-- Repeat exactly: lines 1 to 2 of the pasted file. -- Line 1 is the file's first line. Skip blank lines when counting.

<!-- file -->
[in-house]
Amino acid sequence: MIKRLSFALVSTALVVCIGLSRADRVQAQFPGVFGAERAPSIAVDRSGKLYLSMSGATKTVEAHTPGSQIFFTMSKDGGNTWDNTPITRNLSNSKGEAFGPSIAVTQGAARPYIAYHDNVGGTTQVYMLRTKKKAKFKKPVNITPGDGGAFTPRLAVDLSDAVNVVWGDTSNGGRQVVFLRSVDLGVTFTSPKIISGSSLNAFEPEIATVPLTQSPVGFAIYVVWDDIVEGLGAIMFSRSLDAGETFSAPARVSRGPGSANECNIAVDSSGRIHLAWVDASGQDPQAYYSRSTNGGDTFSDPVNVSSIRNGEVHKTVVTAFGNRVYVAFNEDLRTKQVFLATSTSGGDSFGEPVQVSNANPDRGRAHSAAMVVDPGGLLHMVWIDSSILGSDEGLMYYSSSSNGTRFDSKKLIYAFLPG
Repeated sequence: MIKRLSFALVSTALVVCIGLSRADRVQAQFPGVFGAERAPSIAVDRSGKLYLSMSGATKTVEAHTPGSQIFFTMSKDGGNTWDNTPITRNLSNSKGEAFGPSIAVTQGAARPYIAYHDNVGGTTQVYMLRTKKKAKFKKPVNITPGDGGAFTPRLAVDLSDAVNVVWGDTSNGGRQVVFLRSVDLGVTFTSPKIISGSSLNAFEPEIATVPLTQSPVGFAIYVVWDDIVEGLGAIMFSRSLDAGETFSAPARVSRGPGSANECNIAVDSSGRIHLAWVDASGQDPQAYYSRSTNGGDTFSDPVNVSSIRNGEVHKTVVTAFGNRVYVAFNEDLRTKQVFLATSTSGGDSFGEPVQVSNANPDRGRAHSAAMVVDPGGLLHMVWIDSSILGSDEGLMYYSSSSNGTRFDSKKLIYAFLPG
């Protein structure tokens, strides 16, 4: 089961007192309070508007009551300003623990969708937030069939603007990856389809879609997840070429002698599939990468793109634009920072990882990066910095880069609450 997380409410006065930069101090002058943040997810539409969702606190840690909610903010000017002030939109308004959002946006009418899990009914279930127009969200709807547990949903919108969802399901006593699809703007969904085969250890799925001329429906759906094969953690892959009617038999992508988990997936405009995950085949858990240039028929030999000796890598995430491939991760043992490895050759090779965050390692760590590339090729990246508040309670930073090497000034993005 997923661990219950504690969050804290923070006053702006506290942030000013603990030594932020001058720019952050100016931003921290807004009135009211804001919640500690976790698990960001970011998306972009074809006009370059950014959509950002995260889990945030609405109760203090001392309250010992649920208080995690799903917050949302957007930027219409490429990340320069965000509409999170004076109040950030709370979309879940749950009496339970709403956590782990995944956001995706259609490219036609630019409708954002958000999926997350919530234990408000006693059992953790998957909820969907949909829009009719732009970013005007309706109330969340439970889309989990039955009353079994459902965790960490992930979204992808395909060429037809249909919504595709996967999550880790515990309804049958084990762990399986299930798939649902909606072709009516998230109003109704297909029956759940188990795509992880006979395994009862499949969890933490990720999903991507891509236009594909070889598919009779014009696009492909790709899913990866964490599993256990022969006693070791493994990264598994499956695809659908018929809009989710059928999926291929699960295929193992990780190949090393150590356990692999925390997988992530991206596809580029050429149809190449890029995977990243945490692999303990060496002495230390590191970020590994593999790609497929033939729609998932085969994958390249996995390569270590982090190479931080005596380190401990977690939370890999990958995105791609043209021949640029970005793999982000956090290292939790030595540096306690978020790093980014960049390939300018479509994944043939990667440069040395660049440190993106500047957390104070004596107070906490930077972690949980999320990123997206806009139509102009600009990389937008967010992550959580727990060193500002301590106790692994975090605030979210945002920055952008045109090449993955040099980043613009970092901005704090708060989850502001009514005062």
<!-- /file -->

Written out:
[in-house]
Amino acid sequence: MIKRLSFALVSTALVVCIGLSRADRVQAQFPGVFGAERAPSIAVDRSGKLYLSMSGATKTVEAHTPGSQIFFTMSKDGGNTWDNTPITRNLSNSKGEAFGPSIAVTQGAARPYIAYHDNVGGTTQVYMLRTKKKAKFKKPVNITPGDGGAFTPRLAVDLSDAVNVVWGDTSNGGRQVVFLRSVDLGVTFTSPKIISGSSLNAFEPEIATVPLTQSPVGFAIYVVWDDIVEGLGAIMFSRSLDAGETFSAPARVSRGPGSANECNIAVDSSGRIHLAWVDASGQDPQAYYSRSTNGGDTFSDPVNVSSIRNGEVHKTVVTAFGNRVYVAFNEDLRTKQVFLATSTSGGDSFGEPVQVSNANPDRGRAHSAAMVVDPGGLLHMVWIDSSILGSDEGLMYYSSSSNGTRFDSKKLIYAFLPG